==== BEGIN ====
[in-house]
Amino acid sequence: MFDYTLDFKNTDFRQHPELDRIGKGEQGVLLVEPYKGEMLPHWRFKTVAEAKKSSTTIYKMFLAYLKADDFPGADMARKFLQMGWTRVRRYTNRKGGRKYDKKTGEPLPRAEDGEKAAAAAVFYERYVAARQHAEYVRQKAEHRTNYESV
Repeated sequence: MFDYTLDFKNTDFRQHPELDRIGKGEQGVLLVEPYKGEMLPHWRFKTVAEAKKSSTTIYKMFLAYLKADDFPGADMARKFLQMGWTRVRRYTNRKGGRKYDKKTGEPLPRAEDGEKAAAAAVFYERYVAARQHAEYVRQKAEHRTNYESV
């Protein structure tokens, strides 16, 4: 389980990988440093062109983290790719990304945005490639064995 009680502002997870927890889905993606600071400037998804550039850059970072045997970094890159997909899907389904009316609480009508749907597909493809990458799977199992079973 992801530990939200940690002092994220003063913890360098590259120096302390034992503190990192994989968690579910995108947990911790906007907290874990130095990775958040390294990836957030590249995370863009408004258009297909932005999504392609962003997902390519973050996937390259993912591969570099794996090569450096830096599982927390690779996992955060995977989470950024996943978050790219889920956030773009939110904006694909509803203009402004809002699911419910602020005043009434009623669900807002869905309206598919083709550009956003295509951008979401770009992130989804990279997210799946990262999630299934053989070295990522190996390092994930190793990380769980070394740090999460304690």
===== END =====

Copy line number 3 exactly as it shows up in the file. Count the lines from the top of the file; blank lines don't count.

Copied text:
Repeated sequence: MFDYTLDFKNTDFRQHPELDRIGKGEQGVLLVEPYKGEMLPHWRFKTVAEAKKSSTTIYKMFLAYLKADDFPGADMARKFLQMGWTRVRRYTNRKGGRKYDKKTGEPLPRAEDGEKAAAAAVFYERYVAARQHAEYVRQKAEHRTNYESV